There was nothing that could be done about the dirty tricks. On the other hand, we knew that these plebeian shenanigans wouldn’t significantly affect the election outcome.
       Natch, Williams and Fortune ran around South County, claiming credit for the district’s fiscal health, a situation that, in truth, is entirely attributable to an unexpected property tax windfall, which in turn must be credited to a decision—to switch the district’s funding model—made by the state, not the goddam board.
       In my view, we will never be able to topple undesirable incumbents until we change the curious manner in which trustees are elected. As things now stand, a trustee for a particular area is elected, not by voters of that area, but, absurdly, by voters of the entire South Orange County district, the vast majority of whom have, or retain, no clear notion of the district’s actual predicament, and no clear notion of those responsible for it, despite the numerous, largely-accurate news stories.
“So educate them!” you say. Well, sending voters just one mailer, in hopes of alerting them of some sliver of the worrisome truth, costs about $40,000! Incumbents, on the other hand, can approve and mail out expensive district propaganda at taxpayers’ expense.
Scandalously, that’s just what they did, despite the vocal objections of Lang and Marcia Milchiker. Admittedly, the district’s $50K mailer—carefully timed for the election—was so badly written that it couldn’t have been much of a factor.

Press:

       Post-election media coverage has been the usual mixed bag of entelechy and error. The Register’s “morning after” article concerning the trustees’ race placed our board “at the center of disputes the past few years that have led to the departure of key administrators and a host of lawsuits.” Exactly. On the other hand, the article failed to challenge Fortune and Williams’ mendacious boast, which it reported, that “the improved financial stability of the district” is “proof that [Fortune and Williams’] policies have been successful.” Again, the boast is a lie; in truth, the Board Majority’s ill-conceived policies have driven productivity into the ground and slowed growth to almost nothin’. (Check the district’s online “almanac.” It’s all there.)
The Reg also reported that these two “downplayed the unhappiness of faculty” caused by “a few disgruntled members.” That claim too was left unchallenged, despite the recent overwhelming votes of no confidence in El Ced and Mr. Goo at IVC (94% and 90%, respectively).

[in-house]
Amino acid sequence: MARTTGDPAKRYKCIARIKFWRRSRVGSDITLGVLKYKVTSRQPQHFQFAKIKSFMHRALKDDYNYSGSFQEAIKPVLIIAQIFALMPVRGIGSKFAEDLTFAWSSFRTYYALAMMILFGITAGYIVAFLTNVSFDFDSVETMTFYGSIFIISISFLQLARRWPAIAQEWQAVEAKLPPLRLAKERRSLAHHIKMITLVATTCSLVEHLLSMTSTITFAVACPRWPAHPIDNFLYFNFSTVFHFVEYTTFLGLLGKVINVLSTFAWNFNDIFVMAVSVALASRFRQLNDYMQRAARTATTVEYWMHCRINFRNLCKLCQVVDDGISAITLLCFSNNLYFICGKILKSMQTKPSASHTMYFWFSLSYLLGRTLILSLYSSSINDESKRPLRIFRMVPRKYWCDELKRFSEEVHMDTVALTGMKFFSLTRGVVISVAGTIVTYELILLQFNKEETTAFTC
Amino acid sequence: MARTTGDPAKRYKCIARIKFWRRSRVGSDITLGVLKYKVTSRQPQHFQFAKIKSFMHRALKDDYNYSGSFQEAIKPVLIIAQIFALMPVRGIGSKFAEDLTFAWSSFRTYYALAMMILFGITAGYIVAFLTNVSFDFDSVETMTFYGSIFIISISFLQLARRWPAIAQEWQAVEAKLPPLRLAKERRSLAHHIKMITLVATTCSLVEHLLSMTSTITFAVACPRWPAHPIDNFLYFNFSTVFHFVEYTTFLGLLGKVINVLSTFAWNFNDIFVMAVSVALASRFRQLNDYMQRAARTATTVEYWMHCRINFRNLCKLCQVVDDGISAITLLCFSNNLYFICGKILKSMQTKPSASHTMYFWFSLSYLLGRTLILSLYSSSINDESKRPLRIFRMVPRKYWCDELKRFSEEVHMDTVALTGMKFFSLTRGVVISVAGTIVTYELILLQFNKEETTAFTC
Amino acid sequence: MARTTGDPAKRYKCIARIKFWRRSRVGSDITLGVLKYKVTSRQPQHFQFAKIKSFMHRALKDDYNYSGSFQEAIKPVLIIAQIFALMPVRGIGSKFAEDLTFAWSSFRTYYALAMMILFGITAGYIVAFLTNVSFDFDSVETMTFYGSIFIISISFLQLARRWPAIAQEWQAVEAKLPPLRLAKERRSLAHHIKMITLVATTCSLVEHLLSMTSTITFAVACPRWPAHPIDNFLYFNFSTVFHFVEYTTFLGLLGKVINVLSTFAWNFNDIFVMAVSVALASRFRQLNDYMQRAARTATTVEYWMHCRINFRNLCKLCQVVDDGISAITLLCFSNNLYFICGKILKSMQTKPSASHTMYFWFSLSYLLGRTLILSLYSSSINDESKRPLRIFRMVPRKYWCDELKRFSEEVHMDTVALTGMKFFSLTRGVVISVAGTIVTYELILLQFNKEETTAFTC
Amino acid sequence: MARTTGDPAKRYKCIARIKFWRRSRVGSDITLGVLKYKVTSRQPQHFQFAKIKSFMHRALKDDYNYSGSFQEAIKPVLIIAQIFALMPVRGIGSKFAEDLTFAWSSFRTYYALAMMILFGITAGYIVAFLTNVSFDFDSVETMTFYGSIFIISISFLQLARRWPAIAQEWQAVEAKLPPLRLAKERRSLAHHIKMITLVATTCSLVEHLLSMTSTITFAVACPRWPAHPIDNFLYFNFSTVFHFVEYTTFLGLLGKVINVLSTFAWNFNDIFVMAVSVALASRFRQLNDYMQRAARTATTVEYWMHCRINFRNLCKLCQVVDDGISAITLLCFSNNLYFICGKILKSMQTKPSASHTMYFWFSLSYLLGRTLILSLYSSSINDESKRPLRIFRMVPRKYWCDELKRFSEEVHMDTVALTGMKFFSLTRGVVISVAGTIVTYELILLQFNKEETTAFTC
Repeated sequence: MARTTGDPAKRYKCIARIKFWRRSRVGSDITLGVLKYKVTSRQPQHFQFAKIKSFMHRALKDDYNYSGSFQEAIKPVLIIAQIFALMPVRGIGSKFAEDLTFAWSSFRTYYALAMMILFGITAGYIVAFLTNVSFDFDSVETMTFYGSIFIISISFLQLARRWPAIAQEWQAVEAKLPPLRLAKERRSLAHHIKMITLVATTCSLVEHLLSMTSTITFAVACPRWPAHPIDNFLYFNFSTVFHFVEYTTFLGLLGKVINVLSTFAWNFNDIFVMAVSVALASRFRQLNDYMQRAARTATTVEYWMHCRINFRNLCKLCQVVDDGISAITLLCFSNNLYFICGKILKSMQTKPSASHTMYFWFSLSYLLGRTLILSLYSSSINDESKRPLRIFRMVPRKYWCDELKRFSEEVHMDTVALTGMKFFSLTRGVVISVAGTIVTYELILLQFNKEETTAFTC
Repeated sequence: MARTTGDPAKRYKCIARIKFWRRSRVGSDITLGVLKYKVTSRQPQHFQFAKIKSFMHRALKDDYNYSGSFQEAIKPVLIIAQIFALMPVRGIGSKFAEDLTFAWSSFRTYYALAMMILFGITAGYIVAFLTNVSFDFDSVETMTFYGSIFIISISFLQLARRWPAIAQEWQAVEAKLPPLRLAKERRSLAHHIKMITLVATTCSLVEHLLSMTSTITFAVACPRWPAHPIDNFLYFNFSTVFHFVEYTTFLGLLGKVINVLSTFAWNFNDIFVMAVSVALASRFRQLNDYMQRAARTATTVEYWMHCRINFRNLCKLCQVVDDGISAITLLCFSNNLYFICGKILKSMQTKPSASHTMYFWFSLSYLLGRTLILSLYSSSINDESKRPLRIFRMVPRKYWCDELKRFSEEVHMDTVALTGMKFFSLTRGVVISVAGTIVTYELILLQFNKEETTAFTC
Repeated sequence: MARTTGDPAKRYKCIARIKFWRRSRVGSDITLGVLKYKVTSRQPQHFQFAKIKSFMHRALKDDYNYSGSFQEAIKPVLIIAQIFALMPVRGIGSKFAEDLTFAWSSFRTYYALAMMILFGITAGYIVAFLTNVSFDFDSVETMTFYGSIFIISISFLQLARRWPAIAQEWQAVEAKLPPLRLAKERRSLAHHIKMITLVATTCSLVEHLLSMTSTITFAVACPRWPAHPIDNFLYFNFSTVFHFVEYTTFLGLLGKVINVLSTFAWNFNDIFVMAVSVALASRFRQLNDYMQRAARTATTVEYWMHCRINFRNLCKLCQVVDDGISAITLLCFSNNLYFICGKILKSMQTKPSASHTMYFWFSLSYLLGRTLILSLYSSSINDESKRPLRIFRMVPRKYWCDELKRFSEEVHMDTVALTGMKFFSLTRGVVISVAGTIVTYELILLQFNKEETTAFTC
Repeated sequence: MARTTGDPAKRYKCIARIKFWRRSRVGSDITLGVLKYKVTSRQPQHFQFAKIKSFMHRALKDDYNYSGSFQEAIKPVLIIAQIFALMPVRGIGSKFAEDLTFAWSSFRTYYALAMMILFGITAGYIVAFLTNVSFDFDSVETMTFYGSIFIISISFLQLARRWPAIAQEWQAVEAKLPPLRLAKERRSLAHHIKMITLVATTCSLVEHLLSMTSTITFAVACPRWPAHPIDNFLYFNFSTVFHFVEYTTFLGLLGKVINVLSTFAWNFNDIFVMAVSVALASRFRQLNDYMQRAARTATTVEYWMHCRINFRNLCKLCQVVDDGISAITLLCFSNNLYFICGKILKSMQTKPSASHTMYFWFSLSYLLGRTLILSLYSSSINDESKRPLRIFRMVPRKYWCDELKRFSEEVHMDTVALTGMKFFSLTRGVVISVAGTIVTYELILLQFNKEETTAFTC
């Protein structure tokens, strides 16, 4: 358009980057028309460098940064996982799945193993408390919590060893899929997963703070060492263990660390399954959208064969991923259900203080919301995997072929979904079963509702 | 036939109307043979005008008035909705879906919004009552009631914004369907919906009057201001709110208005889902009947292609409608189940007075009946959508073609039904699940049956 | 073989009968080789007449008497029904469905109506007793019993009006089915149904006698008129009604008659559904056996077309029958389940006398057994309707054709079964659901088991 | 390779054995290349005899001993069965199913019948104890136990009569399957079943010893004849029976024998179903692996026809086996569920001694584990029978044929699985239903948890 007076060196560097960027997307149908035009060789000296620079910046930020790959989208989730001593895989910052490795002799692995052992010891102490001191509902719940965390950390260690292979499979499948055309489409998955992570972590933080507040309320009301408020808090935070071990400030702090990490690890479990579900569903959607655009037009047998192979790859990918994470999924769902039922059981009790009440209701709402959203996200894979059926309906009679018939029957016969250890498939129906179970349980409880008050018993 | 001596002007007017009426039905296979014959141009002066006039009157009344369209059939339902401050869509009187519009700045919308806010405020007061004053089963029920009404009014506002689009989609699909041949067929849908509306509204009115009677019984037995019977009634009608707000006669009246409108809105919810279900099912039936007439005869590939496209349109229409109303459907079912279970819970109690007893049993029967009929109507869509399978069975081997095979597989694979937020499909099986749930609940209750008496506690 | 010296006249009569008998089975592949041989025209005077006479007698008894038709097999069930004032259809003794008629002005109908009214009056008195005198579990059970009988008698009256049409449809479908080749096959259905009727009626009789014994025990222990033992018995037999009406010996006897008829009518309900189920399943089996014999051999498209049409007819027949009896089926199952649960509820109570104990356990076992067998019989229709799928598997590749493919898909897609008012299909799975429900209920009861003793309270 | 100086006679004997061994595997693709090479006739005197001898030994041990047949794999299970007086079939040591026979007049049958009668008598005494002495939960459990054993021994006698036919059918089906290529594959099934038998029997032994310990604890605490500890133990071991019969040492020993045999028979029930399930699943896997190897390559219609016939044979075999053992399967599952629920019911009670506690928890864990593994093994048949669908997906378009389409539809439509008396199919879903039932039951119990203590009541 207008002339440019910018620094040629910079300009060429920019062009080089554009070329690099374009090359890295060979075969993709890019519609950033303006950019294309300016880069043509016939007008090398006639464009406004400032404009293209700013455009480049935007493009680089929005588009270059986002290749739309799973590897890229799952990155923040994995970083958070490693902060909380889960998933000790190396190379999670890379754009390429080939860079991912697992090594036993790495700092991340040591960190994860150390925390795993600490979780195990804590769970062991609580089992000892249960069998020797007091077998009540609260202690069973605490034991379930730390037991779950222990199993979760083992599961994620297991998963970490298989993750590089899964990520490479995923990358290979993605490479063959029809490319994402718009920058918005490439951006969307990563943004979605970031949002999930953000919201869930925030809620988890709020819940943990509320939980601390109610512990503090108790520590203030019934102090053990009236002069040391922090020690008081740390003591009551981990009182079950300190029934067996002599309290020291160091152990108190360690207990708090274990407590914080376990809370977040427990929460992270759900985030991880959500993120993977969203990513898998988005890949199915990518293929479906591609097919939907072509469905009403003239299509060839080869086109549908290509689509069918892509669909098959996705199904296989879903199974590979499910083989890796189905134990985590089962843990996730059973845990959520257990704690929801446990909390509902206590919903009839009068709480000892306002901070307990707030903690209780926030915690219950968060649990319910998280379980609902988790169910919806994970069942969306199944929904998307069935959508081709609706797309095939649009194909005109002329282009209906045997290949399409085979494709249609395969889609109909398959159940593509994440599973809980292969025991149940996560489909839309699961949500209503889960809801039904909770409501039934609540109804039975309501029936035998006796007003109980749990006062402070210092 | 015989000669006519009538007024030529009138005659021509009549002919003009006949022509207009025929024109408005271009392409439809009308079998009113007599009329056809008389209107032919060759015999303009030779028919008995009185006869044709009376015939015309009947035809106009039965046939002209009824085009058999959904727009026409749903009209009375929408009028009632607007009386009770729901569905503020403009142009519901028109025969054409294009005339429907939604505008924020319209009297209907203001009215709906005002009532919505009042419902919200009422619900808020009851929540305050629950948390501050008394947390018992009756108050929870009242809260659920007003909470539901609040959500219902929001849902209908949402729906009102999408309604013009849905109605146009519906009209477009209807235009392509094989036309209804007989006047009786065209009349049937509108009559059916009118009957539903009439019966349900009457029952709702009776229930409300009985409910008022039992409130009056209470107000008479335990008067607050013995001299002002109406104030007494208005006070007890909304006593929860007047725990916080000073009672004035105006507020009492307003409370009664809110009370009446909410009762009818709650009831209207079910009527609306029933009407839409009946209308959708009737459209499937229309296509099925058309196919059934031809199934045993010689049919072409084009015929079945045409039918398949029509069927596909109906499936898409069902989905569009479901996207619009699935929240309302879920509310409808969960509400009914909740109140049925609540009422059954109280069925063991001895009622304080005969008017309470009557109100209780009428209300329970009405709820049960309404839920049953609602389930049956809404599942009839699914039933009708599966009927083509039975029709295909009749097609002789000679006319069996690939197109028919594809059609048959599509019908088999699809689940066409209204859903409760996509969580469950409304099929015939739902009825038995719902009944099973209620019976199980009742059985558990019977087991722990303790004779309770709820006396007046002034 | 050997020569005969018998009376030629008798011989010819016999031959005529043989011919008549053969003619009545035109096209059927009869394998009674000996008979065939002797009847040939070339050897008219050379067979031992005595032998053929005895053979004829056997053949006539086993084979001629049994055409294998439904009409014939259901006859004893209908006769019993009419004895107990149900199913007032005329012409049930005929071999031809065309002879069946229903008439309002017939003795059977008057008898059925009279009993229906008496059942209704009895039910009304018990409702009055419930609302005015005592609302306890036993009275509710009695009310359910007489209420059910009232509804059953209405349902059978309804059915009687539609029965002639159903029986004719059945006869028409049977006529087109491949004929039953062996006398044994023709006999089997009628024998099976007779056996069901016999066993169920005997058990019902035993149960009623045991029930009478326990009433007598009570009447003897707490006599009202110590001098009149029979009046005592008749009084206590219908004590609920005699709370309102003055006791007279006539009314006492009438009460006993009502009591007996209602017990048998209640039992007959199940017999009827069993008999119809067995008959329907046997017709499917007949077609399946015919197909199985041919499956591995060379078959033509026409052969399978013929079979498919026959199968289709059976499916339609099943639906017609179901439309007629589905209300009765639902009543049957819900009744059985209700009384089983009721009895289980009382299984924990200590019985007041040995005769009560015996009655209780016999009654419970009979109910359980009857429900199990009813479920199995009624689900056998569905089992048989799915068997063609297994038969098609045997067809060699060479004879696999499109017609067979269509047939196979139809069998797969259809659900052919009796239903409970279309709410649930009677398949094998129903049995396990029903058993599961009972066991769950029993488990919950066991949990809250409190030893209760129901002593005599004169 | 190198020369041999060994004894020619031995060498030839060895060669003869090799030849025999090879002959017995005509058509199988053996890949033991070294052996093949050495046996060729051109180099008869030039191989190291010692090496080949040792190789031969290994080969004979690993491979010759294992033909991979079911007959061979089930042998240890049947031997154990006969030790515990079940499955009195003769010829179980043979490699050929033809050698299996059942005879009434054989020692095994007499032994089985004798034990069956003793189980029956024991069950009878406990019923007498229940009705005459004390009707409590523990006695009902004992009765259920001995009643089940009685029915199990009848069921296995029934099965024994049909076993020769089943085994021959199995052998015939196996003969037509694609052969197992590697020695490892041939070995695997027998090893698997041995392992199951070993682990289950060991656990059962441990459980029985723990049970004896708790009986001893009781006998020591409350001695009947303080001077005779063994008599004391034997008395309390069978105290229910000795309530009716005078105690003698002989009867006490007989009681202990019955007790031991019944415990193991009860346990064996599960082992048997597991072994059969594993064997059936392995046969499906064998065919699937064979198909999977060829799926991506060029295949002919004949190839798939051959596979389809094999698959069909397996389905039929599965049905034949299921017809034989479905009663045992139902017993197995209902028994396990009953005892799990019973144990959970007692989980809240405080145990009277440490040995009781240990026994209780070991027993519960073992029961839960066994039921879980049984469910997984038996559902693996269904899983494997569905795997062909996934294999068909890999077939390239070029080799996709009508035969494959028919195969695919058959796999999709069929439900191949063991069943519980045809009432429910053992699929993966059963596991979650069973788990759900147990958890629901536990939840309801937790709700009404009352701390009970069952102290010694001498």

The Times “morning after” article was a bit better:

            Inflammatory and anonymous fliers were circulated during the campaign saying that the so-called Clean [Slate] candidates supported domestic-partner benefits and a gay-and-lesbian-studies program. [But] Board President Nancy M. Padberg, part of the board majority, said those subjects were not an issue in the campaign. One flier even made the untrue claim that one of the challengers had been endorsed by…an obscure group that endorses pedophilia….
            The California Teachers Assn. is investigating whether money raised under the old union leadership to support political candidates was mismanaged. Most of the former union presidents who controlled the fund have refused to cooperate, and the CTA may take the issue to court….
            Even before the election, the district was synonymous with controversy. The…accrediting agency said the district was “wracked by malfunction” and placed it on warning status. It finally accredited Irvine Valley and Saddleback in February.
            Much of the controversy centered on Trustee Steven J. Frogue, who was accused of being an anti-Semite. He resigned in June, and the board appointed Fuentes to replace him….
            Most recently, more than 90% of the Irvine Valley faculty voted no confidence in President Raghu P. Mathur and Sampson.

Bright: